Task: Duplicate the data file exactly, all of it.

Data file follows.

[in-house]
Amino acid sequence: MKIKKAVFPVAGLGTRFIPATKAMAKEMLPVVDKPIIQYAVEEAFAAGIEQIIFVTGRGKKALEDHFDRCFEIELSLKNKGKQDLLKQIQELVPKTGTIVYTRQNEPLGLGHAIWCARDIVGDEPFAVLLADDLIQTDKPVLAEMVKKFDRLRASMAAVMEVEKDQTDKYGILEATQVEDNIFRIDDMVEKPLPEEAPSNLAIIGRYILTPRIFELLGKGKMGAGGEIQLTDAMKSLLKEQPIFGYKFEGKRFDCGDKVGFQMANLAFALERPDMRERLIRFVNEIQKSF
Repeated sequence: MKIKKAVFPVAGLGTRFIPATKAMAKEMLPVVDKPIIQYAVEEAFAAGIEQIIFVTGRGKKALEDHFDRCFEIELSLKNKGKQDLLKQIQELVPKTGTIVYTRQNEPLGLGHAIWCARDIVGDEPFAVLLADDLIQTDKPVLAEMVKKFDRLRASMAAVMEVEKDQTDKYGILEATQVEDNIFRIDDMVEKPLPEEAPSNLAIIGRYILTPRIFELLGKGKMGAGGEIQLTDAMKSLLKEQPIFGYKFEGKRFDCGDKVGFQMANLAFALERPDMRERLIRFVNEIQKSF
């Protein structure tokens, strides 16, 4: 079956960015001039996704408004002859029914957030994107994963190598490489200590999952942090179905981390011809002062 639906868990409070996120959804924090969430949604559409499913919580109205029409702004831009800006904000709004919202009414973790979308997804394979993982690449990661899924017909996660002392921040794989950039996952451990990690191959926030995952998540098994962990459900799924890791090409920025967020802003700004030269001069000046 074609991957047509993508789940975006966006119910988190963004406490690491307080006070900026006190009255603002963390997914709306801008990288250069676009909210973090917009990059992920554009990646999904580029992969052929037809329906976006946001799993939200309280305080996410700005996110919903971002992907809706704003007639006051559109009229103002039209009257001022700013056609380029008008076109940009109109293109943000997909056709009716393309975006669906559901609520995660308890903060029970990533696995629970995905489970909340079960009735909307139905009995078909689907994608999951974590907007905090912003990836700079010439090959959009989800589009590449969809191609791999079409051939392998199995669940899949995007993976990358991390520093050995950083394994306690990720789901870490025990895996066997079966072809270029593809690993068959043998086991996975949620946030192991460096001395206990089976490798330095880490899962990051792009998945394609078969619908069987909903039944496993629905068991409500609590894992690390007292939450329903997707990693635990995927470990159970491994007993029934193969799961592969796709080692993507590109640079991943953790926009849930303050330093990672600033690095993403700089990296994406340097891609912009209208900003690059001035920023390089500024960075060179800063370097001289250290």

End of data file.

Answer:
[in-house]
Amino acid sequence: MKIKKAVFPVAGLGTRFIPATKAMAKEMLPVVDKPIIQYAVEEAFAAGIEQIIFVTGRGKKALEDHFDRCFEIELSLKNKGKQDLLKQIQELVPKTGTIVYTRQNEPLGLGHAIWCARDIVGDEPFAVLLADDLIQTDKPVLAEMVKKFDRLRASMAAVMEVEKDQTDKYGILEATQVEDNIFRIDDMVEKPLPEEAPSNLAIIGRYILTPRIFELLGKGKMGAGGEIQLTDAMKSLLKEQPIFGYKFEGKRFDCGDKVGFQMANLAFALERPDMRERLIRFVNEIQKSF
Repeated sequence: MKIKKAVFPVAGLGTRFIPATKAMAKEMLPVVDKPIIQYAVEEAFAAGIEQIIFVTGRGKKALEDHFDRCFEIELSLKNKGKQDLLKQIQELVPKTGTIVYTRQNEPLGLGHAIWCARDIVGDEPFAVLLADDLIQTDKPVLAEMVKKFDRLRASMAAVMEVEKDQTDKYGILEATQVEDNIFRIDDMVEKPLPEEAPSNLAIIGRYILTPRIFELLGKGKMGAGGEIQLTDAMKSLLKEQPIFGYKFEGKRFDCGDKVGFQMANLAFALERPDMRERLIRFVNEIQKSF
């Protein structure tokens, strides 16, 4: 079956960015001039996704408004002859029914957030994107994963190598490489200590999952942090179905981390011809002062 639906868990409070996120959804924090969430949604559409499913919580109205029409702004831009800006904000709004919202009414973790979308997804394979993982690449990661899924017909996660002392921040794989950039996952451990990690191959926030995952998540098994962990459900799924890791090409920025967020802003700004030269001069000046 074609991957047509993508789940975006966006119910988190963004406490690491307080006070900026006190009255603002963390997914709306801008990288250069676009909210973090917009990059992920554009990646999904580029992969052929037809329906976006946001799993939200309280305080996410700005996110919903971002992907809706704003007639006051559109009229103002039209009257001022700013056609380029008008076109940009109109293109943000997909056709009716393309975006669906559901609520995660308890903060029970990533696995629970995905489970909340079960009735909307139905009995078909689907994608999951974590907007905090912003990836700079010439090959959009989800589009590449969809191609791999079409051939392998199995669940899949995007993976990358991390520093050995950083394994306690990720789901870490025990895996066997079966072809270029593809690993068959043998086991996975949620946030192991460096001395206990089976490798330095880490899962990051792009998945394609078969619908069987909903039944496993629905068991409500609590894992690390007292939450329903997707990693635990995927470990159970491994007993029934193969799961592969796709080692993507590109640079991943953790926009849930303050330093990672600033690095993403700089990296994406340097891609912009209208900003690059001035920023390089500024960075060179800063370097001289250290």